The debate of “cloud computing vs. cyber security” has continued on for a long time. In today’s IT world, businesses worldwide generate enormous amounts of unstructured and structured data, resorting to internet-enabled services for adequate data management and security on the web.
Did you know? It has been predicted that there will be over 100 zettabytes of data stored in the cloud by the end of 2025. Imagine a billion terabytes or a trillion gigabytes for your understanding. In short, that’s a lot of data on the cloud!
On the other hand, it is expected that cyber crimes will peak at $10.5 trillion annually by the year 2025. According to a PurpleSec survey, nearly 50% of organizations admitted to deploying cybersecurity solutions with artificial intelligence (AI) to secure their data.
So, when we speak of cloud computing vs. cyber security, do we speak of them as separate elements or a judicious combination to succeed in the digital world? Is cyber security in cloud computing becoming the new thing as the cloud continues to rain cyber threats? Let’s find out!
Cloud Computing vs. Cyber Security: Flip Sides of the Same Coin?
Cloud computing offers numerous advantages, including affordability, the ability to expand, and ease of access. However, it also creates new security concerns and dangers. Hence, it’s essential to have robust cybersecurity practices in place to ensure the protected implementation and utilization of cloud computing services. Cloud computing and cyber security may be correlated, but they are distinct fields. Let’s bifurcate these two sides:
Side 1: Cloud Computing – The Storage Side
Cloud computing is the data storage side that enables users to use pay-as-you-go pricing methods for cost-efficient and performance-oriented data management. It is the on-demand delivery of computing services including storage and database management over the internet.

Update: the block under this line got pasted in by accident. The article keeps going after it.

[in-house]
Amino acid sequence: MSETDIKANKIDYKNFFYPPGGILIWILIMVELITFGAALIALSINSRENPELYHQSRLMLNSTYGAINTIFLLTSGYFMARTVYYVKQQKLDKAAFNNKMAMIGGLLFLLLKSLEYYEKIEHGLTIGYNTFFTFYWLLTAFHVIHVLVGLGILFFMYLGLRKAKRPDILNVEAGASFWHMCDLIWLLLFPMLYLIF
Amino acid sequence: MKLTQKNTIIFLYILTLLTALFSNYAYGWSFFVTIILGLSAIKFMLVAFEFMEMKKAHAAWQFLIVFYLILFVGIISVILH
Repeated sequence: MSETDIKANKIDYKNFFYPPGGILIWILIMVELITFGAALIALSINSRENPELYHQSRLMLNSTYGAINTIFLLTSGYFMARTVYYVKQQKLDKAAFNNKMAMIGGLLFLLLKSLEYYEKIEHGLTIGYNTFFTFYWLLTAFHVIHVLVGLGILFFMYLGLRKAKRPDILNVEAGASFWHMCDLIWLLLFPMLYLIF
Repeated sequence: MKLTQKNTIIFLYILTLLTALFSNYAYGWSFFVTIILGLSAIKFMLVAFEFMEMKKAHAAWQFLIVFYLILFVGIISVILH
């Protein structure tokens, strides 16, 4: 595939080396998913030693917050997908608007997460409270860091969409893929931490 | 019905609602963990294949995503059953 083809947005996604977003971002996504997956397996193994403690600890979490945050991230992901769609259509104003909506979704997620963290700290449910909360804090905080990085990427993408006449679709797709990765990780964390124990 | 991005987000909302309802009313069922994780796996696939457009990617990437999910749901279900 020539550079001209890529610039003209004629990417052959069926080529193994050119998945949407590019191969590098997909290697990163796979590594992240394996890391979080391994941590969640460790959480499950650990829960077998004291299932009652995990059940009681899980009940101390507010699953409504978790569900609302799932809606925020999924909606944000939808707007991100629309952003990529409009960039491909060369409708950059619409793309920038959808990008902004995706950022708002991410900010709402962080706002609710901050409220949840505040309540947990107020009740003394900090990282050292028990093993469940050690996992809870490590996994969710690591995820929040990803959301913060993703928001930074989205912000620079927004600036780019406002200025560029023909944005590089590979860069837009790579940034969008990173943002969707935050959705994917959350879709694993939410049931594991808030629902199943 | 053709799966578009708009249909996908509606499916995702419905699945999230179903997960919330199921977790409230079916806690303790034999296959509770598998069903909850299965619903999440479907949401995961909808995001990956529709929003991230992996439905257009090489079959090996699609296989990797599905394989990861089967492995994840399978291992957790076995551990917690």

For instance, Amazon Web Services (AWS) is currently the largest cloud computing company in the world. When you think of Amazon, your mind probably trails to online shopping. But primarily as well as initially, Amazon has been dealing in providing cloud computing services to its customers.
According to recent research by Synergy Research Group, AWS currently holds over 32% of the total market share (approximately $130 billion cloud market), followed closely by Microsoft Azure at 20% and Google Cloud nearing 7% of the share. With this ever-increasing disparity between these numbers, AWS has evolved exponentially over the years since its birth in the year 2006.
Side 2: Cyber Security – The Security Side
Cyber security is the practice of effectively securing an organization’s data and assets. It is essential for protecting the information of a business and mitigating the possibility of potential cyberattacks, either from internal or external attackers. It caters to safeguarding digital components including networks, servers, data and other systems from unauthorized access.
For instance, Palo Alto Networks (PANW), headquartered in California in the United States, is the largest cybersecurity firm as of 2023 with an estimated annual revenue valuation of $5.5 billion (according to a market research by ESecurity Planet). Furthermore, Fortinet is prominent for securing strengthened network firewalls and Microsoft is considered the best for Windows Security.
Cloud Computing and Cyber Security: Key Differences That Set Them Apart
So, until now it’s clear that cloud computing services refer to outsourcing a trusted vendor to keep the organization’s data and transactions safe. At the same time, cybersecurity is a process to trust the in-house procedures and protocols that drive the job. Let’s take a closer look at the differences between cloud computing and cyber security that set the two apart:
Primarily, the accountability of security responsibility of the cloud service provider whereas cybersecurity is the responsibility of the owner of the particular device.
Scope of Security